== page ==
The Sons of Katie Elder

The Sons of Katie Elder
"First, we reunite, then find Ma and Pa's killer...then read some reviews."

Wednesday, August 20, 2014

Dead Poets Society

More than a week later, it's still hard to believe the shocking news about the passing of Robin Williams. A comedic legend of both television, film and on-stage as a comedian, Williams did it all in a career dating back to the 1970s. I've always thought Williams was an underrated dramatic actor so as a tribute of sorts I tried to catch up with some of his best works. First up? A film he picked up a Best Actor nomination, 1989's Dead Poets Society.

It's 1959 at the prestigious Welton Academy, a four-year, all boys prep school, and a fresh school year is about to begin. This is a school that has quite a reputation for producing above average students, many going onto the Ivy League. This year, Welton is welcoming a new English teacher to its faculty, John Keating (Williams), who favors some unorthodox teaching methods to get his lessons across. Some students like Neil Perry (Robert Sean Leonard) take instantly to this out of the box teaching, embracing Keating's message. Other students, like the criminally shy Todd Anderson (Ethan Hawke), are more wary and stay guarded.  Keating's teaching seems to have quite an impact on his students, but it also catches the attention of some of the rest of the faculty, including the administration that runs the school. The message and goal is there, but is Keating going too far in teaching his students to be free-thinkers?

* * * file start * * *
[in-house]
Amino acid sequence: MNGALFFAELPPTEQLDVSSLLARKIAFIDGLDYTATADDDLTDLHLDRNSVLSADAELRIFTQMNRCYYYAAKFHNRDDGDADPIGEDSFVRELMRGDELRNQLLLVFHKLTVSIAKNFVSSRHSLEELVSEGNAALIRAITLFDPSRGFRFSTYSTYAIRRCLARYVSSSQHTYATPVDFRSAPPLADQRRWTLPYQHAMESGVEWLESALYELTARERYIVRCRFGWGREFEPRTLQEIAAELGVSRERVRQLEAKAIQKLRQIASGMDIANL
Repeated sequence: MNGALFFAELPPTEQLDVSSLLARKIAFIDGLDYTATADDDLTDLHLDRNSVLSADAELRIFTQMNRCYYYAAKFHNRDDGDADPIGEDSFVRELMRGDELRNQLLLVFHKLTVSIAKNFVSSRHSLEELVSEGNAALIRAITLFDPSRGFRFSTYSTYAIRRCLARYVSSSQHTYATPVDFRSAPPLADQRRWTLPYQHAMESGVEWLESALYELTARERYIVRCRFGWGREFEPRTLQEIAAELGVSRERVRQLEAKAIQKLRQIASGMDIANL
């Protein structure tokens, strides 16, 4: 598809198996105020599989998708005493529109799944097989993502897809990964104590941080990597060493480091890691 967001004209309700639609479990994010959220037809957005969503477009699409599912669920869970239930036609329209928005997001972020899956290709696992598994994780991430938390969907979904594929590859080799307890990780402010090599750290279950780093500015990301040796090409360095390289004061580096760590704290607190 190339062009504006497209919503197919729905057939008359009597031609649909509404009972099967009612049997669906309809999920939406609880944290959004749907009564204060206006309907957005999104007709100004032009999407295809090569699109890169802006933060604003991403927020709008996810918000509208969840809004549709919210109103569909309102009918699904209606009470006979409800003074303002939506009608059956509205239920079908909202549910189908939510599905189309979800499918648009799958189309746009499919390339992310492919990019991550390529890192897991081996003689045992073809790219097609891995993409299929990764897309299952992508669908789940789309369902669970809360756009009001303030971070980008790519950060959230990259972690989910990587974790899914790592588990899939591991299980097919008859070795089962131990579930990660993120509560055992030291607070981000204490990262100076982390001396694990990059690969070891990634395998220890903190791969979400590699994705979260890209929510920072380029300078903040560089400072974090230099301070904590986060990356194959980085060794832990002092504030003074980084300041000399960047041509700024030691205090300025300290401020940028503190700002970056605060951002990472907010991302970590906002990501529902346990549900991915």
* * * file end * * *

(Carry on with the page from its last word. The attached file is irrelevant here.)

Whether you watch this movie to rewatch a classic, as a tribute of sorts to Robin Williams, just to explore a new movie you've heard good things about, it's all a positive. I hadn't watched this film from director Peter Weir in years, but it doesn't matter. It still resonates years later because it is pure and simple, a wonderful, beautifully told story. Filmed on-location at St. Andrew's School in Middletown, Delaware, 'Poets' is visually gorgeous, a film full of richness, an almost earthy tone, with some shots looking like a painting. Composer Maurice Jarre's score is equal parts haunting and beautiful, relying on two main themes. Listen HERE for an extended sample. It's the type of perfect score that is effective and powerful and emotional without overpowering what we see. It plays like a companion piece, giving each scene a notch or two up.